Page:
We’ve now reached a time where most people are fairly computer savvy. However, despite knowing how most of the parts of a computer interact and work, the units are still seemingly impossible to master. Let’s review shall we?
Hard drives and memory are measured in storage units. They based upon the unit byte (which is in turn 8 bits). A long, long, long (did I mention long?) time ago, hard drives were measured in MB (megabytes). Once they reached one thousand megabytes (or 1,024 depending on how anal you are), they started measuring them in GB (gigabytes). This has been true for the better part of a decade. It’s time to force yourself to type GB. As for memory, most people don’t get this wrong yet. Most users still have less than 1 GB and as such, will refer to it in MBs.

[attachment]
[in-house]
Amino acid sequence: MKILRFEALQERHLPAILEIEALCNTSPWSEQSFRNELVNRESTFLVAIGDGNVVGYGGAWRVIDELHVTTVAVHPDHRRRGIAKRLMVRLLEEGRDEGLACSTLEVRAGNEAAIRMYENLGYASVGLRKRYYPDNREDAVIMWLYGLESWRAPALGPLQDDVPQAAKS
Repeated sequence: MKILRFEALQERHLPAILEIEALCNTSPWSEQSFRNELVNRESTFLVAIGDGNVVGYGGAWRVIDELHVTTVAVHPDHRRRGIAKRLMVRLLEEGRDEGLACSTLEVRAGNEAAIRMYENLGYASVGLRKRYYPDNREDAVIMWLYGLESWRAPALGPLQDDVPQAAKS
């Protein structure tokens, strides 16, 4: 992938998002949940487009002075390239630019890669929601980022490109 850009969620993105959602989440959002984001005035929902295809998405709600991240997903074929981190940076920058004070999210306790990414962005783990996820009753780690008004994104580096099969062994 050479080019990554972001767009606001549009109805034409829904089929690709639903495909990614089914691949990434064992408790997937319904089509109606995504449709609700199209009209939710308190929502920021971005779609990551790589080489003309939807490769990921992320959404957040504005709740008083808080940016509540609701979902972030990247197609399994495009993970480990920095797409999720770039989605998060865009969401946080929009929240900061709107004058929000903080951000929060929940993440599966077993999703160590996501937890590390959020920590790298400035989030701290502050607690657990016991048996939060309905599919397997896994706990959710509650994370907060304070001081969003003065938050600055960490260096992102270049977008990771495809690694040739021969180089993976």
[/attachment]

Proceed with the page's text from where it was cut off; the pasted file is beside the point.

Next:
CPU speed is measured in cycles per second, or hertz. Formerly, hertz were measured in mega units, or MHz. Again, once computers reached a thousand hertz, the units were gigahertz (GHz). When you compare your old 500 MHz computer and your new “1 MHz” computer, you sound like a complete moron. Get it right.
Finally, bandwidth is measured in bits per second (bps). This can be preceded by K (kilo) or M (mega). Read a guide on unit prefixes to figure this out.
The whole thrust of this rant is that units are not hard. Don’t write down specifications if you can’t be bothered to know what the units involved are, because if you can’t manage those, then you probably don’t have a handle on their significance.